Academics, Agents and Activists: A history of the School of Oriental and African Studies, 1916-2016
John Hollingworth, Gallery Manager and co-curator of ‘Academics, Agents & Activists: a history of the School of Oriental and African Studies, 1916-2016’, continues his overview of this fascinating centenary exhibition recently on display at the Brunei Gallery, which showcased material from the incredibly rich archive collections at SOAS – both the School’s own institutional archive and material held by Archives & Special Collections, SOAS Library. The exhibition was organized around the tenures of the School’s Directors, with the eighth being that of Paul Webley.
The Webley Years, 2006 – 2015
Professor Paul Webley CBE became Director and Principal of SOAS and subsequently was made Deputy Vice-Chancellor of the University of London in 2010. His tenure was characterized by new developments, noteworthy achievements as well as significant challenges. Among these challenges were the introduction of fees for home students and the reduction in central government funding for universities. Until the introduction in fees student numbers had risen significantly, reaching a high of over 7,000 in the year 2008-09, a notable increase.
The number of new centres and schools created at SOAS during the Webley years is also notable, and has enabled the expansion of research and teaching activities as well as outreach at the School. In the year 2006-07, two new centres were created: the Centre for Food Studies and the Centre for Migration and Diaspora Studies. In 2011-12 the Doctoral School was launched in the newly refurbished facility at 53 Gordon Square. In the following year, the new China Institute, the South Asia Institute and the School of Arts were created, forming multi-disciplinary communities of scholars. Existing centres and institutes also organized major events which situated SOAS in the wider world of global history, such as the conference hosted in 2007 by the Centre for African Studies to mark the occasion of the 200th anniversary of the abolition of slavery act.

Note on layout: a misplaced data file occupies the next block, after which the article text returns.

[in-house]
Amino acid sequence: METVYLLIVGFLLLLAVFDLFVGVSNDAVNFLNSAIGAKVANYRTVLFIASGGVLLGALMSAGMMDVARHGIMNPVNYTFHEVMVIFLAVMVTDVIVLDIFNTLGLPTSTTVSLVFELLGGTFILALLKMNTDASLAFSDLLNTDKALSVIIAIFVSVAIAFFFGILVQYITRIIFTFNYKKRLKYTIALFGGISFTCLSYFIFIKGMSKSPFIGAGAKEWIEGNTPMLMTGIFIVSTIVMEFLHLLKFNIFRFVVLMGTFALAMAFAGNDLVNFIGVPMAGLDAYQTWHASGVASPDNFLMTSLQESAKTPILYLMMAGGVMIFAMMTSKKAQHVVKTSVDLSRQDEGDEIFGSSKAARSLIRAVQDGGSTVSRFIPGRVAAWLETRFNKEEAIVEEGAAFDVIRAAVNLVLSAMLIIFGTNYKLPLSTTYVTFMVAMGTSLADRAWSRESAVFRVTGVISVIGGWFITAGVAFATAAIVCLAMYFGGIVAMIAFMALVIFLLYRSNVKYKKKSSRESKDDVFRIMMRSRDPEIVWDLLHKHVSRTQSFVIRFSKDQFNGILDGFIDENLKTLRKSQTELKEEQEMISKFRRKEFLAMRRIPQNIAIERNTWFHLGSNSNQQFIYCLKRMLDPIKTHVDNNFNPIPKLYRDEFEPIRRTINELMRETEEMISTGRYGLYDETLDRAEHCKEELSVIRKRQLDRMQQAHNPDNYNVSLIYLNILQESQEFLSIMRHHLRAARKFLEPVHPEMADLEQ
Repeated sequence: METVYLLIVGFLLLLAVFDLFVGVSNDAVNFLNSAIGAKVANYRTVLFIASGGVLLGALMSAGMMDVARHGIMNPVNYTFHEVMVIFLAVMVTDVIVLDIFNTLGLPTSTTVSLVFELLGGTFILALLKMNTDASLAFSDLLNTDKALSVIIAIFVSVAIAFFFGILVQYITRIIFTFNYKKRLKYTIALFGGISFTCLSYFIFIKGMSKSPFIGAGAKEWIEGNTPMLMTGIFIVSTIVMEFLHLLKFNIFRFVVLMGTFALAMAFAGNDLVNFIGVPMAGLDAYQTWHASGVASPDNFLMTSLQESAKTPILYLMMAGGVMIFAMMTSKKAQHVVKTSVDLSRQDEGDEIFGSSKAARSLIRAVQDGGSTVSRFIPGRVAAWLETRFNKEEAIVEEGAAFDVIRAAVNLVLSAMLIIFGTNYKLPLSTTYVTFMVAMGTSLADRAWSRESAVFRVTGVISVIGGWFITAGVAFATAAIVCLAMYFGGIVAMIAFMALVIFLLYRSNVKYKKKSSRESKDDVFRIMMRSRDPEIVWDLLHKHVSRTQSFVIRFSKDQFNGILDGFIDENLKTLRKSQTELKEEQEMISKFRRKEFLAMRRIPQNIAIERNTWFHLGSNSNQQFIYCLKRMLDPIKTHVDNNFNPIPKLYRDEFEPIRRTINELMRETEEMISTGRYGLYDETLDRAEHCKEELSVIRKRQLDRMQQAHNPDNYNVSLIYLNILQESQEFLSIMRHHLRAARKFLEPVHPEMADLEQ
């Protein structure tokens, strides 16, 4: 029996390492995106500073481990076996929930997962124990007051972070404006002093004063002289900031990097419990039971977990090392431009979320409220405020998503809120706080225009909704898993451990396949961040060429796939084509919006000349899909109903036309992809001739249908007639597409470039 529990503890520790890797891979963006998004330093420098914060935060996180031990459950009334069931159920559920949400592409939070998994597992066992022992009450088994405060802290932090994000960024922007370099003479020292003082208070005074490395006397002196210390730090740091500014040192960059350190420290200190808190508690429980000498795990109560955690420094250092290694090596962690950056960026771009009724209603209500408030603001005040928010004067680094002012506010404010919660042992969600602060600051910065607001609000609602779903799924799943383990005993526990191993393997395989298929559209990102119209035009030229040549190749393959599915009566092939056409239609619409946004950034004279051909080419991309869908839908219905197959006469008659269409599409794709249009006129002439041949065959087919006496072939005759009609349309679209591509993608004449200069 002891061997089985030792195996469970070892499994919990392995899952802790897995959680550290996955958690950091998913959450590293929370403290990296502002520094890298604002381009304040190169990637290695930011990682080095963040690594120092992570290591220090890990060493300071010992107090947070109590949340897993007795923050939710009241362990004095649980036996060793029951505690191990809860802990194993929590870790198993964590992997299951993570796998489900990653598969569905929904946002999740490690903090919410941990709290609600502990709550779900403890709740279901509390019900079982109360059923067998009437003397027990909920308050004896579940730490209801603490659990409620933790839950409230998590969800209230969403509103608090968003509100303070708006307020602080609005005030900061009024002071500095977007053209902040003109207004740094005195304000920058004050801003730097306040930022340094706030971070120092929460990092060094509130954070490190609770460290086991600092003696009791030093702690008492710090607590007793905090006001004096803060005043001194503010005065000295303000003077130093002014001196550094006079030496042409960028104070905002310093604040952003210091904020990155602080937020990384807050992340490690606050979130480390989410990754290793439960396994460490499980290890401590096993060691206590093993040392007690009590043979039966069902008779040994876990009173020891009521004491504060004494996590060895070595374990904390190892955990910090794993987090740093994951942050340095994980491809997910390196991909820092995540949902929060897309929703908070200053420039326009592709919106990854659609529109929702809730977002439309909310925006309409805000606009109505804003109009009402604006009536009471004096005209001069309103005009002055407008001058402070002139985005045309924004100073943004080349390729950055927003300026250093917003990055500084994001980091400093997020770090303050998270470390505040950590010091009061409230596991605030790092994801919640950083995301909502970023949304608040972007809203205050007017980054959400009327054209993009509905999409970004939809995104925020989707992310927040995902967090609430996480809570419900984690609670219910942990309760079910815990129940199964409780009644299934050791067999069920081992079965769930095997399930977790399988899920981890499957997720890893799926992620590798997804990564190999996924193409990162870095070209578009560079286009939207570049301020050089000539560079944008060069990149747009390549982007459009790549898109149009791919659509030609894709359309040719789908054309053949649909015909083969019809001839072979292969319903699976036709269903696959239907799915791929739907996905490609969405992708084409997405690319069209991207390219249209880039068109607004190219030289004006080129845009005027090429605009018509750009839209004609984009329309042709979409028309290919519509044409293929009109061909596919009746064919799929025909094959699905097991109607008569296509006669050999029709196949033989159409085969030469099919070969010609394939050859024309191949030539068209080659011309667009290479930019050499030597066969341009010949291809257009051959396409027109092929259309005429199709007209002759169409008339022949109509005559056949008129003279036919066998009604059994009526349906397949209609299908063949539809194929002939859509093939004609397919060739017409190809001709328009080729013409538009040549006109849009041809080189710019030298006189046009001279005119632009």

As well as research, there were developments in teaching and school facilities during Paul’s tenure that also improved the student experience and the School’s competitiveness, such as the new LLM introduced by the Law department. SOAS was also granted the power to award its own degrees, as opposed to University of London degrees. This was a significant step towards School’s aim to be an autonomous, self-directed and sustainable institution. The excellence in teaching at the School was recognized for a second time with the receipt of the prestigious Queens Anniversary Prize in 2009.
In terms of the estate, the Library Transformation Project was begun in 2010, and completed in 2012, creating more space for users and holdings. Webley also initiated plans for the expansion of SOAS into the North Block of Senate House, a move made possible by generous donations, especially from the Alphawood Foundation which gave SOAS one of the largest charitable donations ever made to a UK university. This helped to transform the study and understanding of Southeast Asian art and supported the state-of-the-art renovation of the North Block of Senate House on the SOAS Bloomsbury estate.
Paul took on a national role as Chair of the Board of Trustees of the UK Council for International Student Affairs. He was also a member of the Editorial Board of the Journal of Economic Psychology and the former President of the International Association for Research in Economic Psychology, and was elected to the Academy of Social Sciences in 2010. Paul was fittingly recognised for his work when appointed Commander of the Order of the British Empire (CBE) in the 2015 New Year Honours for services to higher education, due to ill health he was forced to step down as Director in the same year. Paul very sadly passed away in early March 2016.
“As we approach our centenary in 2016-17, SOAS can be proud to have had Paul as its champion and leader for the last decade. He leaves a great legacy. Paul’s warmth, generosity and loyalty was felt by all. The whole SOAS community of staff and students, alumni and friends and supporters are greatly saddened by his loss….” (Baroness Valerie Amos, SOAS Director, 2016)